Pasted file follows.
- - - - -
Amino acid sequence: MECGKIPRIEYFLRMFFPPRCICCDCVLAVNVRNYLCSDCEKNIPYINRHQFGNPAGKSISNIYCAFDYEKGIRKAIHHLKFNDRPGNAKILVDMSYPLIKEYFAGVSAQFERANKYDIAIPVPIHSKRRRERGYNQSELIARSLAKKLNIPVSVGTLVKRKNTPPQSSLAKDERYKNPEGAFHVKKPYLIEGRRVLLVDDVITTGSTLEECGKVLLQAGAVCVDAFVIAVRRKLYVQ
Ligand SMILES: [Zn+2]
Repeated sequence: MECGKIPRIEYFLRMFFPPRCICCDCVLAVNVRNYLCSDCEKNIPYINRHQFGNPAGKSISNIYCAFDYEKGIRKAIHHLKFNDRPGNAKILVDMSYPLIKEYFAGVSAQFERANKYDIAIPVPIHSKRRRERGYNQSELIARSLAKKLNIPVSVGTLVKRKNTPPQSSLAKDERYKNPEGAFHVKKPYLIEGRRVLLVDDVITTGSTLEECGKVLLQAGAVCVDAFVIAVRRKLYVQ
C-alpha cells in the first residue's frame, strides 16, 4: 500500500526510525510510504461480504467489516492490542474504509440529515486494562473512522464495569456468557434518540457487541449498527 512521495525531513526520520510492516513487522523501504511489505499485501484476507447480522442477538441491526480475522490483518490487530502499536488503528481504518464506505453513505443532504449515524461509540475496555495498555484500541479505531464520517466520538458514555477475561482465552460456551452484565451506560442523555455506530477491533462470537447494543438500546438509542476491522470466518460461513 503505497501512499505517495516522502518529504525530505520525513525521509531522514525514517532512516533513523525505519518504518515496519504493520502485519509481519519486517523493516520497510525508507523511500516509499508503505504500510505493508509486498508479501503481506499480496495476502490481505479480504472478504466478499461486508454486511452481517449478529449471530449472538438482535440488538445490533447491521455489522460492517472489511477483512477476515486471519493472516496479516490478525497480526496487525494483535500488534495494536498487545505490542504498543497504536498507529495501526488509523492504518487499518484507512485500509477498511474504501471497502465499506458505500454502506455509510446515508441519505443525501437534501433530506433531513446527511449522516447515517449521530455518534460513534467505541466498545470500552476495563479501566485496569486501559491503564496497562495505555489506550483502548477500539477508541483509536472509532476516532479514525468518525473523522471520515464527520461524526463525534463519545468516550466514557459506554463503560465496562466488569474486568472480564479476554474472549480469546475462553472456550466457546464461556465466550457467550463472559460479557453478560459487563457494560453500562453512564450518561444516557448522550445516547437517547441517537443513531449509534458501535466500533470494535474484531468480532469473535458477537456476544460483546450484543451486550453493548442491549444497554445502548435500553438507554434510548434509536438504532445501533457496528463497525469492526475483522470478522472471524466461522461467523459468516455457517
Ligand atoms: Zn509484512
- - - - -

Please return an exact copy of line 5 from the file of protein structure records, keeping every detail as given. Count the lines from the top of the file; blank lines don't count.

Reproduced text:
Ligand atoms: Zn509484512